Whirlpool Was Undervalued, Now Not So Much

Think back to last March if you dare, the equity market had collapsed thanks to a housing bubble and credit crunch.  The housing market which started the whole mess in America was still weak despite unprecedented government stimulus.  Consumers buckled beneath underwater mortgages and foreclosure rates and unemployment rates seemed to accelerate month by month.  As we are all aware, the economy was in bad shape but it is darkest right before the dawn.  At that point, a company heavily reliant on the US housing market and consumer spending–a company like Whirlpool (WHR)–was likely extremely Undervalued.

Perhaps it was just luck, but we pointed out our view that Whirlpool was due for a rebound on March 11, 2009 (Whirlpool: More than Just Trading Water) and since that time the stock has more than quadrupled.  The company was still generating decent cash flow, cutting costs and paying out a nearly 7% dividend yield.  In hindsight, it is clear that company had fallen out of favor with the market, and it was being treated like it would never reclaim its former standing.

The reason for this trip down memory lane is that Whirlpool’s CEO Jeff Fettig recently stated in an interview that he continues to believe his company is undervalued.  Now, it is not uncommon for a CEO to believe better times are ahead for their company’s stock; after all a CEO’s primary purpose is to create value for shareholders.  However, with all due respect our methodology disagrees with Mr. Fettig as we have recently downgraded WHR to Overvalued from Fairly Valued.

From our perspective, the stock is currently trading near what we have termed the rationally expected high price based on historical valuations of WHR.  For example, over the past ten years the market has been willing to pay between 8.4x and 16.4x times cash earnings per share.  The current price-to-cash earnings multiple is neither particularly high or particularly low based on fiscal 2010 estimates (predicting full year profits double) at 12.1x.  However, on a price-to-sales basis the stock currently sits at .43x, which is above the historically normal range of .21x to .41x.  Furthermore, that nearly 7% dividend yield when we last wrote about Whirlpool has come down to 1.6% as the stock has appreciated.  Clearly, hindsight is 20/20 but value investors can probably see that this ship has likely sailed.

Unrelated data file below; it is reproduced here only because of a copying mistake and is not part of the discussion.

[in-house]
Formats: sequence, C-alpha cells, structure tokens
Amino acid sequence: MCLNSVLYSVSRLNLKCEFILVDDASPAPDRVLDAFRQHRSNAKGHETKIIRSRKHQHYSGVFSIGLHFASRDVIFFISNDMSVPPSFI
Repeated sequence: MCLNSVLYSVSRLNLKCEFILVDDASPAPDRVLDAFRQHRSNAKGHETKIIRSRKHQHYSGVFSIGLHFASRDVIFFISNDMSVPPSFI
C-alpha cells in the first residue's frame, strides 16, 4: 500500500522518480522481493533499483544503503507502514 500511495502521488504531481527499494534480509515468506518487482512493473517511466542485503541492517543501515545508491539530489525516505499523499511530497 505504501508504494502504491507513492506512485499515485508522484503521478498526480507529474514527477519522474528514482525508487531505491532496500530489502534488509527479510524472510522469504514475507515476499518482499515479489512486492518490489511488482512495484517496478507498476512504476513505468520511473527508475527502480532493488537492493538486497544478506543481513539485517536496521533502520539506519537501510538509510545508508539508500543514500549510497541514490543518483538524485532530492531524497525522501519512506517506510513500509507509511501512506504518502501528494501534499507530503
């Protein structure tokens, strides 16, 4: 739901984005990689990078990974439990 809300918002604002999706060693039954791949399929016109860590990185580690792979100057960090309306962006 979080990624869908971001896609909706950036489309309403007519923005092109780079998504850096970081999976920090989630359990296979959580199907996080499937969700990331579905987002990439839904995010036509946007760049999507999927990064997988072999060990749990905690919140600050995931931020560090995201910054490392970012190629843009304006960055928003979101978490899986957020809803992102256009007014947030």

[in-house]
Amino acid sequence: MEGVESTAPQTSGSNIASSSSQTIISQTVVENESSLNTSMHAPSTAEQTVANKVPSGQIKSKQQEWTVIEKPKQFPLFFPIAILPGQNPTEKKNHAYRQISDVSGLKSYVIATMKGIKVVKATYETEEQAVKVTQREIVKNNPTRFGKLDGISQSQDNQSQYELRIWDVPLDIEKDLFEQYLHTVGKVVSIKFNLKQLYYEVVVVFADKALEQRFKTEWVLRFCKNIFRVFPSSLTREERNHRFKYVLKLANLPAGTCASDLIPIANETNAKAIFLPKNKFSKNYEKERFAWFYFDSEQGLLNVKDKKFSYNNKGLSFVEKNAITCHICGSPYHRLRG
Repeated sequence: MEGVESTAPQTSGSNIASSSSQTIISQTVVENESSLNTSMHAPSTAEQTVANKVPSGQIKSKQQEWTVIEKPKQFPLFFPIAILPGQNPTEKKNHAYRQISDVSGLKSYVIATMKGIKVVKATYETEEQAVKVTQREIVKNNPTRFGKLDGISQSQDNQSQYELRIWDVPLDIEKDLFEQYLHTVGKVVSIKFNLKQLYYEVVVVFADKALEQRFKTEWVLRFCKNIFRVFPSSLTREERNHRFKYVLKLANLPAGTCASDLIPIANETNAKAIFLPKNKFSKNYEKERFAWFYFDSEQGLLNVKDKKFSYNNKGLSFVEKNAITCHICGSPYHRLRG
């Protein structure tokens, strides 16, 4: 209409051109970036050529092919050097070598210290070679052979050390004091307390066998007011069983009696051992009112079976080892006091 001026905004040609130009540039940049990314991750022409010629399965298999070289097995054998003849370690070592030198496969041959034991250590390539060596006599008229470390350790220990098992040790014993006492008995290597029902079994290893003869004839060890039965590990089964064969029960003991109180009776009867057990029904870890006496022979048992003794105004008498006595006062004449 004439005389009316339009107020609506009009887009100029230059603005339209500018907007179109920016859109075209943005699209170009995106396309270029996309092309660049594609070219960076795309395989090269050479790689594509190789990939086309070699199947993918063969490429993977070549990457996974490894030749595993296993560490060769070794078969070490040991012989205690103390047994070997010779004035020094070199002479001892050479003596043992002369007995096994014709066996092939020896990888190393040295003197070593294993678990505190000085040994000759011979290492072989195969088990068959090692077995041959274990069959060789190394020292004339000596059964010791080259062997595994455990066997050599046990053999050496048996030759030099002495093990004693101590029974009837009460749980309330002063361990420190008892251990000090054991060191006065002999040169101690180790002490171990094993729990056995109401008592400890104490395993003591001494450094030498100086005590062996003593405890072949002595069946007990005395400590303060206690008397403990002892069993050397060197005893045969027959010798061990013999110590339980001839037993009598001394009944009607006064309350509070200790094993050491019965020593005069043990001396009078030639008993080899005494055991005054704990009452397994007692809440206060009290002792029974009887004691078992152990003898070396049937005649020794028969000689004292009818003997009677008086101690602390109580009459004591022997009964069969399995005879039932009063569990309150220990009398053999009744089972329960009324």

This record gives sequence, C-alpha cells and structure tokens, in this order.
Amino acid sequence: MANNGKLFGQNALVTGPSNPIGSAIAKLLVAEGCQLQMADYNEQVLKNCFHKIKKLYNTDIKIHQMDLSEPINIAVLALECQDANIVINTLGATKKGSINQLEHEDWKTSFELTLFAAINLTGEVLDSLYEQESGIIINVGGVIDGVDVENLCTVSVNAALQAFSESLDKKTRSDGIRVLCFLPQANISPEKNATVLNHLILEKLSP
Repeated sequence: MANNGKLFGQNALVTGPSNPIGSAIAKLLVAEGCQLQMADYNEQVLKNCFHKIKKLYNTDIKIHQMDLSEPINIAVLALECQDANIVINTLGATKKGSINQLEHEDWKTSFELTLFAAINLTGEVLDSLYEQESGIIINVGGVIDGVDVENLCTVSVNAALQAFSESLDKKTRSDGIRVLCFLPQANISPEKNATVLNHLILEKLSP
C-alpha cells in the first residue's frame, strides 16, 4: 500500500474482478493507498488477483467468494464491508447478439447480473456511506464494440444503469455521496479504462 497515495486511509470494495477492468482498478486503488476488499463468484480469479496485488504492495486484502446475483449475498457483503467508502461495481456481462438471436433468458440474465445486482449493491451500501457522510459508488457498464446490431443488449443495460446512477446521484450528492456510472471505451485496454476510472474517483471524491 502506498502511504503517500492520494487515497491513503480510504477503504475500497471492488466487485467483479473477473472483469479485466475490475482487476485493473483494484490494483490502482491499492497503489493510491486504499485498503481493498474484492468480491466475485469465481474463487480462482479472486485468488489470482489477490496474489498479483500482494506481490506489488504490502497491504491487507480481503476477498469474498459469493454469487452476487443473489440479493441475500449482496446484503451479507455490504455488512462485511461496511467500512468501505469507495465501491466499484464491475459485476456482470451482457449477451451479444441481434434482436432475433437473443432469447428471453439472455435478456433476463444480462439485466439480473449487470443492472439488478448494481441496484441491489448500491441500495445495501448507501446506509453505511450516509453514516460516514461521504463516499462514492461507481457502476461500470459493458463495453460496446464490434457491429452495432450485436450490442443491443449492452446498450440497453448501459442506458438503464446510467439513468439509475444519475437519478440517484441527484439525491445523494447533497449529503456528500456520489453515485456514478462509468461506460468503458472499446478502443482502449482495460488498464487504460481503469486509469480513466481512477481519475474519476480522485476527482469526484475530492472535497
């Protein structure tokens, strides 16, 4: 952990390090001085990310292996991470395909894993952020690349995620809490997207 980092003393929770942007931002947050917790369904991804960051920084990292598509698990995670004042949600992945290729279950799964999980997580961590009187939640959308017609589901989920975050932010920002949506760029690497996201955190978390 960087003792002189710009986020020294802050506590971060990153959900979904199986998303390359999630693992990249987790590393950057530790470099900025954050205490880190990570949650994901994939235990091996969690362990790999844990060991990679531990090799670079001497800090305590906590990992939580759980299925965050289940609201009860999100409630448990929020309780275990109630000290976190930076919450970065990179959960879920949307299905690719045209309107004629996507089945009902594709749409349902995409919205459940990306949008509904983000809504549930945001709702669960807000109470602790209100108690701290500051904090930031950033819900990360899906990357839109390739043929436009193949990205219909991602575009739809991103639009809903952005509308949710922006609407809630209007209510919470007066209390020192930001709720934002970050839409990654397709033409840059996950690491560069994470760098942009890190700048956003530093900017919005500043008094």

To be fair, Fettig was referring to rumors of potential private equity interest in WHR and that can be a much different idea of “undervalued” than a typical value investor looks for.  Private equity may be licking their chops for Whirlpools growth potential in thus far underserved emerging markets like Brazil and India.  Each market is burgeoning with growing middle classes eager for wider adoption of washing machines, dish washers and the like.  Fettig could be right and the company may in fact be bought by private equity for a premium price, but as far as value-focused investors are concerned, the buying opportunity has likely passed.  With that said, we do like management’s relentless drive to lower costs and grab emerging market share, so if you already own it would not hurt to hang on for the ride.

About Ockham Research 645 Articles

Ockham Research is an independent equity research provider based in Atlanta, Georgia. Security analysis at Ockham Research is based upon the principle known as Ockham's Razor, named for the 14th- century Franciscan friar, William of Ockham. The principle states that a useful theory should utilize as few elements as possible, because efficiency is valuable. In this spirit, our goal is to make the investing environment as simple and understandable as possible, yet no simpler than is necessary.

We utilize this straightforward approach to value over 5500 securities, with key emphasis given to the study of individual securities' price-to-sales, price-to-cash earnings and other historical valuation ranges. Our long term value investing methodology is powered by the teachings of Ben Graham and it has proven to be very adept at identifying stock prices that are out of line with fundamental factors.

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